Everyone wants to live a happy life. We associate happiness with several factors among which the most important factor is good health. People invest good amount of time to eat right, stay active, keep stress at bay, to keep their body fit, all of these directly or indirectly contributing to good health and eventually happy life. However, life is unpredictable. Mankind is plagued with diseases that have the capability to turn one’s life upside down in a wink of an eye. One of the key motivations behind the never-ending advancements and innovations in the field of medical science is the quest to find answers to the otherwise puzzling unpredictability of health conditions.
Human DNA carries thousands of variations. Most of these may not have any direct impact on health. Some of these variations can cause certain birth defects and rare genetic disorders. Diseases that are caused by changes in a specific gene are called monogenic. However, in common diseases like cardiovascular diseases and cancers, variations in one or more genes can confer susceptibility to the disease. These are polygenic in nature. Environmental risk factors can trigger one or more events that result in manifestation of these diseases.
While identification of genetic cause of rare diseases have been relatively straightforward, determination of the same for common diseases has been a challenge due to the involvement of several genes and other factors.
The advent of next generation sequencing technology has made whole genome screening possible and presents with opportunity to explore the cumulative effect of these genetic variation on disease manifestation. MedGenome conducted a first-ever study on Indian population that validates a novel concept called polygenic risk score (PRS). It is generated using an algorithm that integrates 6 million sites from the human genome and can precisely predict the risk of developing a coronary artery disease/myocardial infarction (MI) heart disease using a person’s genetic make-up.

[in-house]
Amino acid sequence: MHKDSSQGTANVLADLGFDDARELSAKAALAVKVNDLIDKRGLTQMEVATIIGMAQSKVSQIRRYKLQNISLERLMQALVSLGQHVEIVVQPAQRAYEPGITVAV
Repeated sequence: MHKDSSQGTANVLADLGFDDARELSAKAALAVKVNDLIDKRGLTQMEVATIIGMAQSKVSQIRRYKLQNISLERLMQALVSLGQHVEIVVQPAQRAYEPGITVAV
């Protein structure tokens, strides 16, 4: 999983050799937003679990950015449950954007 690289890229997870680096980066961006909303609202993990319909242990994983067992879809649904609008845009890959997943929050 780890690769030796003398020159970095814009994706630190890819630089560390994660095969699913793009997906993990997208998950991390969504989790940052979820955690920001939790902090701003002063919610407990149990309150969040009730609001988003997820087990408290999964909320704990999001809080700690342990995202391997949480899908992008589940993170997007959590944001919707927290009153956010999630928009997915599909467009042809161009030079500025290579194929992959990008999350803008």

CVD is the leading cause of death worldwide, with India contributing to CVD deaths in younger age group. Sudden deaths in the working age group population not only affects the individual’s family but also impacts the economic development of the nation. Manifestation is brought about by a number of risk factors such as age, unhealthy lifestyle, stress and sleeping habits. However, studies have established that Indians are genetically at three times higher risk for heart attacks compared to Europeans. We conducted a multicentric study on CAD in south Asian populations, which revealed that polygenic scores can help identifying individuals with profound risk for CAD at an early stage and facilitate appropriate lifestyle changes and interventional treatment.
Clinical parameters such as cholesterol, hypertension, smoking status, obesity and lipid profile are of paramount importance in assessing the cardiac health of an individual. In addition, PRS test for CAD is a significant step towards application of genomics in medicine and recognition of inherited risk as a relevant public health parameter, since they help identify high polygenic score individuals. It can help to identify the need for interventions in multiple categories of the population - asymptomatic individuals with underlying pathogenic gene variants, those with symptoms or family history with appropriate interventional strategies, as well as the curious and the concerned. Hence PRS combined with diagnostic tests for traditional clinical parameters would be helpful in identification of high risk individuals.
A predictive genetic testing has several benefits. However, knowledge of possibility of a health condition in the future could cause anxiety and fear. Recently, in a group of breast cancer patients and family who were previously tested for known mutations that cause breast cancer, 192 out of 400 people declined to participate in a PRS study, for reasons unknown. Out of 208 patients who participated in the study 43 participants refused to receive the test result. However, a follow up survey revealed that those who received their reports reported minimal psychological distress. Interestingly, those who refused to receive report showed a significant decisional regret.
This study brings forth several aspects of emotional considerations pertaining to genetic testing. While it is true that report that reveals high risk for a disease can impact the individual emotionally, it also provides an opportunity to become aware of risk of developing a preventable disease and live a healthy life for a longer duration with appropriate clinical and lifestyle interventions.
From our personal experience at MedGenome, with an asymptomatic patient in his late 20s who suffered a heart attack, with the help of PRS we could provide risk assessment for heart disease for several members in his family.
Genetic counsellors can help individuals interested to get a PRS test done to understand the importance test and interpretation of the test result.
Prevention is the most feasible approaches to lessen the burden of polygenic diseases on a population. Isn’t it better to be aware than to be oblivious? Ignorance is not bliss always, after all.